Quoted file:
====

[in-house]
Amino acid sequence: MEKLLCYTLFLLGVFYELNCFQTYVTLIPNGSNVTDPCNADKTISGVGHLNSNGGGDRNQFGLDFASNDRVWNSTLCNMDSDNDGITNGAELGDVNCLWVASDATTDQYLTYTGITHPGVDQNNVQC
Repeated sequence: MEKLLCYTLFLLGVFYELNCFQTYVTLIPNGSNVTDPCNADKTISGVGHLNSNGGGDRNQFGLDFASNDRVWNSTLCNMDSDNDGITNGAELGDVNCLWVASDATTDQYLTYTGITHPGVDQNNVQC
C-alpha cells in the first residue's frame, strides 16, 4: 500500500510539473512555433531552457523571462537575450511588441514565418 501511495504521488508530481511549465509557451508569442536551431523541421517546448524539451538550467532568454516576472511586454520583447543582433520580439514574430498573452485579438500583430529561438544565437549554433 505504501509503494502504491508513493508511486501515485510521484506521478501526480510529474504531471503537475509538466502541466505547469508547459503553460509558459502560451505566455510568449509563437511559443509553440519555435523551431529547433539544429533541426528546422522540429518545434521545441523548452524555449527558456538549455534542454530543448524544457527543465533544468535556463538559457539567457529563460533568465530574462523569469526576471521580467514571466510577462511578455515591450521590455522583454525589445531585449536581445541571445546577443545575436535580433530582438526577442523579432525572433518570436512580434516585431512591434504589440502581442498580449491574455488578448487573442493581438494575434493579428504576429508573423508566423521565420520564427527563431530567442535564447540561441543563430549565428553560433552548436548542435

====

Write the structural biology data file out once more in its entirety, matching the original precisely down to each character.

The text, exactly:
[in-house]
Amino acid sequence: MEKLLCYTLFLLGVFYELNCFQTYVTLIPNGSNVTDPCNADKTISGVGHLNSNGGGDRNQFGLDFASNDRVWNSTLCNMDSDNDGITNGAELGDVNCLWVASDATTDQYLTYTGITHPGVDQNNVQC
Repeated sequence: MEKLLCYTLFLLGVFYELNCFQTYVTLIPNGSNVTDPCNADKTISGVGHLNSNGGGDRNQFGLDFASNDRVWNSTLCNMDSDNDGITNGAELGDVNCLWVASDATTDQYLTYTGITHPGVDQNNVQC
C-alpha cells in the first residue's frame, strides 16, 4: 500500500510539473512555433531552457523571462537575450511588441514565418 501511495504521488508530481511549465509557451508569442536551431523541421517546448524539451538550467532568454516576472511586454520583447543582433520580439514574430498573452485579438500583430529561438544565437549554433 505504501509503494502504491508513493508511486501515485510521484506521478501526480510529474504531471503537475509538466502541466505547469508547459503553460509558459502560451505566455510568449509563437511559443509553440519555435523551431529547433539544429533541426528546422522540429518545434521545441523548452524555449527558456538549455534542454530543448524544457527543465533544468535556463538559457539567457529563460533568465530574462523569469526576471521580467514571466510577462511578455515591450521590455522583454525589445531585449536581445541571445546577443545575436535580433530582438526577442523579432525572433518570436512580434516585431512591434504589440502581442498580449491574455488578448487573442493581438494575434493579428504576429508573423508566423521565420520564427527563431530567442535564447540561441543563430549565428553560433552548436548542435